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Mitigating antenna effect in IC design

Posted: 15 Nov 2013     Print Version  Bookmark and Share

Keywords:VLSI  Antenna Effect  power dissipation  Plasma Induced Gate Oxide Damage  PID 

Over several decades, the density and speed of ICs have risen exponentially, following a trend described by Moore's Law. While it is accepted that this exponential improvement trend will end, it is still not clear that exactly how dense and fast integrated circuits will get by the time this point is reached. With the increasing density and Gate oxide width reducing with each technology node, many effects which were common in VLSI are becoming important and difficult to manage. One of those effects is Antenna Effect. The semiconductor technology has been continuously improved over the past two decades and has led to ever smaller dimensions, higher packaging density, faster circuits, and lower power dissipation.

Figure 1: The collected net charges are channeled to the gate.

Antenna effect
The Antenna Effect or Plasma Induced Gate Oxide Damage is an effect that can potentially cause yield and reliability problems during the manufacturing of MOS integrated circuits. Presently Lithographic processes for IC fabrication use 'Plasma etching' (or 'dry etching'). Plasma is an ionized/reactive gas used to etch. It allows super control of pattern (shaper edges / less undercut) and also allows several chemical reactions that are not possible in traditional (wet) etch. But life is not always so good. Several unwanted effects also accumulate. One of them is the charging damage.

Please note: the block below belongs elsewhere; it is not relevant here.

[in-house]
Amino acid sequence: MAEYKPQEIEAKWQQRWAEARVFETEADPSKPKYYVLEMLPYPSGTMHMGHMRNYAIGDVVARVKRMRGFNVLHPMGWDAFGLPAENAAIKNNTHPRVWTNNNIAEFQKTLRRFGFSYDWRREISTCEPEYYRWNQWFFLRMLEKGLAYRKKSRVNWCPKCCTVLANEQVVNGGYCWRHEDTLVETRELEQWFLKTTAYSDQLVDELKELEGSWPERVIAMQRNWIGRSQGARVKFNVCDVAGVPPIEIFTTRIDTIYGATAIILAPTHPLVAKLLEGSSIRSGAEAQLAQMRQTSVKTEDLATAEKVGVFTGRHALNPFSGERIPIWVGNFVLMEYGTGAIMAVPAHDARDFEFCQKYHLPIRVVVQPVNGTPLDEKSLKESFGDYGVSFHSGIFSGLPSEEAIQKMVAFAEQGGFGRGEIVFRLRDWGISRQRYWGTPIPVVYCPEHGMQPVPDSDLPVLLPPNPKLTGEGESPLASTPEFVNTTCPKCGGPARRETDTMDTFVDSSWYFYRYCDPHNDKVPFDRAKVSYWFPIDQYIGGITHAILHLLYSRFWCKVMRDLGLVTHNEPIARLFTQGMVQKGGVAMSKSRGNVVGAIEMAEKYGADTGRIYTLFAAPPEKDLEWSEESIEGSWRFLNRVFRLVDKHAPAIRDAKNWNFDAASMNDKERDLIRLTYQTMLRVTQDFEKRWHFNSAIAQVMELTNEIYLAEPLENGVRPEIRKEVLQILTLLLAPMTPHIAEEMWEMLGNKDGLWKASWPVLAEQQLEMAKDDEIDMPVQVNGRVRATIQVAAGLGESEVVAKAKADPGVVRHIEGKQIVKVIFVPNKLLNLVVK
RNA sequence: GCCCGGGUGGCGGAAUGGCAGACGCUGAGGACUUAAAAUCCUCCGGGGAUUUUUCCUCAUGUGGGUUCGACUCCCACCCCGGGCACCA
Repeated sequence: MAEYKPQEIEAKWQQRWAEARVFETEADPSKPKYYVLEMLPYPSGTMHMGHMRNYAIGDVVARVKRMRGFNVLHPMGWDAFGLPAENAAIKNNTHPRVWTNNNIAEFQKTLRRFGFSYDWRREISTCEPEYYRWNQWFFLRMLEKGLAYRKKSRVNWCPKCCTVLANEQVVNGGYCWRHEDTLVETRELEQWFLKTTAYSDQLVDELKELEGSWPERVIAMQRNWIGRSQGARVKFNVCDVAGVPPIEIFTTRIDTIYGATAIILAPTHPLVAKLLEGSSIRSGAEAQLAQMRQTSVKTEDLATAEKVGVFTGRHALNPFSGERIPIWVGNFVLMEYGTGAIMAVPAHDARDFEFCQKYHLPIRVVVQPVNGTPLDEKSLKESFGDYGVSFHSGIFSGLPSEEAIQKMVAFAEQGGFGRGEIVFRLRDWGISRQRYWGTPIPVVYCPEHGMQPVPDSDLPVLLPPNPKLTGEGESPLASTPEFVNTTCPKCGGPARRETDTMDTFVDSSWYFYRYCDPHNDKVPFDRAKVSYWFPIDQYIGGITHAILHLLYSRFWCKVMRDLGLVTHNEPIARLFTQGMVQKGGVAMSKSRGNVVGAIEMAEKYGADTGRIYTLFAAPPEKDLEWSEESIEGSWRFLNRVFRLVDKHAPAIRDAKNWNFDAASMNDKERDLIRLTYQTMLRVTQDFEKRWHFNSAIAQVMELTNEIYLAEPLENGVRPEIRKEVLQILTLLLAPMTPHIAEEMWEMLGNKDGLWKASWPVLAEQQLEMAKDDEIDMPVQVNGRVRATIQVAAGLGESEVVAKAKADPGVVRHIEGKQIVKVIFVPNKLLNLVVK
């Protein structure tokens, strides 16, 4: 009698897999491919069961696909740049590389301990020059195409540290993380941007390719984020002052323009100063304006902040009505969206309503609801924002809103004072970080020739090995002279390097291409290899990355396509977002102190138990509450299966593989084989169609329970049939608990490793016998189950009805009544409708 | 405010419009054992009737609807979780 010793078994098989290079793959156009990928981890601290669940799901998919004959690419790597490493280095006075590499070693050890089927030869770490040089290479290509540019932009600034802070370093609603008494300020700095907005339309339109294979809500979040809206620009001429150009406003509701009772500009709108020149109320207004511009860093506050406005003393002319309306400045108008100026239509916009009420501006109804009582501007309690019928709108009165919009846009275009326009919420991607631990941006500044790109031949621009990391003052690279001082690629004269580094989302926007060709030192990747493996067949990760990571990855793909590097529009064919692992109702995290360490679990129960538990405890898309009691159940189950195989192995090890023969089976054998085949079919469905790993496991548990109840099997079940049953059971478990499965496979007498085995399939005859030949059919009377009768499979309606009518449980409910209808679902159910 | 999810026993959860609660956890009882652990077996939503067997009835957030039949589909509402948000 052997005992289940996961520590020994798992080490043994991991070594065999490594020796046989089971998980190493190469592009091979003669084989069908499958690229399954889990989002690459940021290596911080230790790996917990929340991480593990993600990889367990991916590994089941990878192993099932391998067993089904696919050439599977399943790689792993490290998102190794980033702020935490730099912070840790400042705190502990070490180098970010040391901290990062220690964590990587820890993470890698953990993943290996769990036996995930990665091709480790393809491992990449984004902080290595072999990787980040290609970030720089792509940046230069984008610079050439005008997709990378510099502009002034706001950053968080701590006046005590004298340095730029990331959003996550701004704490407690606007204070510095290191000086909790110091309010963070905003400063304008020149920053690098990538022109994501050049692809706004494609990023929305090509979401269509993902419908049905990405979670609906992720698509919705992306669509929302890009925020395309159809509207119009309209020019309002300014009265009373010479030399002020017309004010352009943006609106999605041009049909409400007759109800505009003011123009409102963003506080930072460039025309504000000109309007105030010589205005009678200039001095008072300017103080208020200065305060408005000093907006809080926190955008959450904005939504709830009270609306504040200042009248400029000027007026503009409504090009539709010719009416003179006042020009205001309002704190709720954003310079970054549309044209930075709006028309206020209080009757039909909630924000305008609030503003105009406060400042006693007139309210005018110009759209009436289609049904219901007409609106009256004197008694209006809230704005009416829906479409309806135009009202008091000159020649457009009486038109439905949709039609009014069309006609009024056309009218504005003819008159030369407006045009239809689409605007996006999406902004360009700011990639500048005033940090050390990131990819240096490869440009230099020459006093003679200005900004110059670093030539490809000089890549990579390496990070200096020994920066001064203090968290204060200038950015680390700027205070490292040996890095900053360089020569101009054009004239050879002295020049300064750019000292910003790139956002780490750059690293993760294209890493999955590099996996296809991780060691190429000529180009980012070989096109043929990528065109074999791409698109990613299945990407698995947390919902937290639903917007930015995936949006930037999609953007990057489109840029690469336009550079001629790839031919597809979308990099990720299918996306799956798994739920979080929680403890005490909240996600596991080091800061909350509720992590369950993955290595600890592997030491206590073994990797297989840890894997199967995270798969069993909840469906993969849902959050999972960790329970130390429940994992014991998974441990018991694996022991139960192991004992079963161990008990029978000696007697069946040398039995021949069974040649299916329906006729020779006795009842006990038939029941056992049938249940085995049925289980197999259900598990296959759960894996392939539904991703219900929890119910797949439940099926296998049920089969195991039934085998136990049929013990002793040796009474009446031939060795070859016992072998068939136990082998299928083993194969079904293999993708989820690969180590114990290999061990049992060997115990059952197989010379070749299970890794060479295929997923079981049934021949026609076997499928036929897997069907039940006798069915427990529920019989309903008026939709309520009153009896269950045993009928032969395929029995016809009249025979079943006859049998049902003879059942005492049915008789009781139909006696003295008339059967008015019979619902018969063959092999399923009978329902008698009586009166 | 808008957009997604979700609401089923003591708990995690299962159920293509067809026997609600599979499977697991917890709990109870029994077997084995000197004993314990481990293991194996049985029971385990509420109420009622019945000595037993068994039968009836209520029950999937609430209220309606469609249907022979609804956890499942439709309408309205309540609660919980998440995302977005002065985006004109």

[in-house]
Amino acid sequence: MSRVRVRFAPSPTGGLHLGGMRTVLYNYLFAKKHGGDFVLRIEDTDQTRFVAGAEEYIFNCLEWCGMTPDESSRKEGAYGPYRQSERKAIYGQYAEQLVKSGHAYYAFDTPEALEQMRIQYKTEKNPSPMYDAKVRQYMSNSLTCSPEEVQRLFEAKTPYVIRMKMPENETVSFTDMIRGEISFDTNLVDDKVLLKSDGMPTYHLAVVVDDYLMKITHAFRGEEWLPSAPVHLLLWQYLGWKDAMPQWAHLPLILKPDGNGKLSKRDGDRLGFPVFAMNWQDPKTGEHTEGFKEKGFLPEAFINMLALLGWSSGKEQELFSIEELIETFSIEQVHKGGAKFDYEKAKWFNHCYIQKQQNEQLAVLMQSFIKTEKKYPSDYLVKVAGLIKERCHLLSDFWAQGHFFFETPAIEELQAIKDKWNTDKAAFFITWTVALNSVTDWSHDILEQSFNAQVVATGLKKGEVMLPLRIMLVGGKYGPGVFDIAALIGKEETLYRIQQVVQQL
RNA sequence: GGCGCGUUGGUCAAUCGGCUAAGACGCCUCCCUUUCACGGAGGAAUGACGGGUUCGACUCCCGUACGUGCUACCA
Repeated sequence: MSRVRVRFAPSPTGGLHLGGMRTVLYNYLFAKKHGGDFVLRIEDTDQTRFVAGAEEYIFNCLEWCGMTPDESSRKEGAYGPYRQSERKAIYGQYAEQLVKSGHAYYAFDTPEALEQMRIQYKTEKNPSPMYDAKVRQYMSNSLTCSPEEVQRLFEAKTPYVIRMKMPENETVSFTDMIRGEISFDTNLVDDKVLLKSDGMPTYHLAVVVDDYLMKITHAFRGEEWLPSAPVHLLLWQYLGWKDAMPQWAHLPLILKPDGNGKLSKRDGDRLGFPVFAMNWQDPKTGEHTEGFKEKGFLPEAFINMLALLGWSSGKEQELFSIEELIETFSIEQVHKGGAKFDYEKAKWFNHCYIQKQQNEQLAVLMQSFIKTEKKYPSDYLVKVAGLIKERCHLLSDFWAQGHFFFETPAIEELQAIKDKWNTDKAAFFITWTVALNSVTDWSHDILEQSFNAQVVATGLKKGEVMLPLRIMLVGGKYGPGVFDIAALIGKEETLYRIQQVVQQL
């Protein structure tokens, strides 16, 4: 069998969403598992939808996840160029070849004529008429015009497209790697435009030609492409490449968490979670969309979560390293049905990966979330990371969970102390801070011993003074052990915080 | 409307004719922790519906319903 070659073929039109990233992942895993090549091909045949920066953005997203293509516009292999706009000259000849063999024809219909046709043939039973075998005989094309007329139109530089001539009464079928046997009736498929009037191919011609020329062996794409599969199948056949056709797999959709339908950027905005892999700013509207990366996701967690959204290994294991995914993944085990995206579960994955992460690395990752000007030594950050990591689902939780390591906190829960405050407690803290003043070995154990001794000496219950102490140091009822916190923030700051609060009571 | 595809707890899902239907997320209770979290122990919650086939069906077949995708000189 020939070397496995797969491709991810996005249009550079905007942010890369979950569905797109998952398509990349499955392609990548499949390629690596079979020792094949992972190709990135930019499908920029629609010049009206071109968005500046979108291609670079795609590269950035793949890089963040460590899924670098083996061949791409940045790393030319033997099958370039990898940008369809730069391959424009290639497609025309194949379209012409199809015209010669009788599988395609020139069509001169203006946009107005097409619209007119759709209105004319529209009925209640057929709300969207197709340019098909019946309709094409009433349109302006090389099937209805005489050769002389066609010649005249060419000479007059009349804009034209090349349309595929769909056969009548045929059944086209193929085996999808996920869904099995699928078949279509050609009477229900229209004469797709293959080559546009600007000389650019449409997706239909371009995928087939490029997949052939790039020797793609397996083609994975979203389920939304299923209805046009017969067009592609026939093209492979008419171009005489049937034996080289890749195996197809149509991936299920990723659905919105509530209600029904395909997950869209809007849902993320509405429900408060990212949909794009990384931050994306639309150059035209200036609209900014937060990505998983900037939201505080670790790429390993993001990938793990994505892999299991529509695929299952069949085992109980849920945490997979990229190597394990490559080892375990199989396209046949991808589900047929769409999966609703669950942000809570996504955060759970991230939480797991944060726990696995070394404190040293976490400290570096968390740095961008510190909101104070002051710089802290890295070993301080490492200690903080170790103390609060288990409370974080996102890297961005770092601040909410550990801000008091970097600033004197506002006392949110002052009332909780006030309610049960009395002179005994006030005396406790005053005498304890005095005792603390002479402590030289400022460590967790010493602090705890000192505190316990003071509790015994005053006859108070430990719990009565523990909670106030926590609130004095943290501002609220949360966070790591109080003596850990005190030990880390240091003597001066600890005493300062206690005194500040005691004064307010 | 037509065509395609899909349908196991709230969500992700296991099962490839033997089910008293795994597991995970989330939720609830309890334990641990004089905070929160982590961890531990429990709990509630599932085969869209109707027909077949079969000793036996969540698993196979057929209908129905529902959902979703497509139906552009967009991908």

Plasma charging damage refers to the unintended high-field stressing of the gate-oxide in MOSFET during plasma processing. During Plasma Etching high amount of charge can collect on poly and metal surfaces. Through capacitive coupling, large electric fields may develop over gate oxides, resulting in stresses that cause oxide breakdown and shifts in threshold voltage Vt of the device. The collected net charges are channeled to the gate as shown in figure 1 where it is neutralized by the current tunnelling across the gate-oxide.

Clearly, the size of the conductor exposed to the plasma plays a role in determining the magnitude of the net charge collection rate and therefore the tunnelling current. This is the so called "antenna effect". The area ratio of the conductor to the oxide under the gate is the antenna ratio. The antenna ratio, in a rough sense, is a current multiplier that amplifies the tunnelling current density across the gate-oxide.

For a given antenna ratio, a larger tunnelling current is supported when the plasma density is higher. Higher tunnelling current means higher damage. For the conductor layer pattern etching processes, the amount of accumulated charge is proportional to perimeter length. For ashing processes, the amount of accumulated charge is proportional to area. For contact etching processes, the amount of accumulated charge is proportional to area of via.

Classically, the antenna ratio (AR) is defined as the ratio of total area and/or perimeter of conducting layer attached to gate, to the total gate area.

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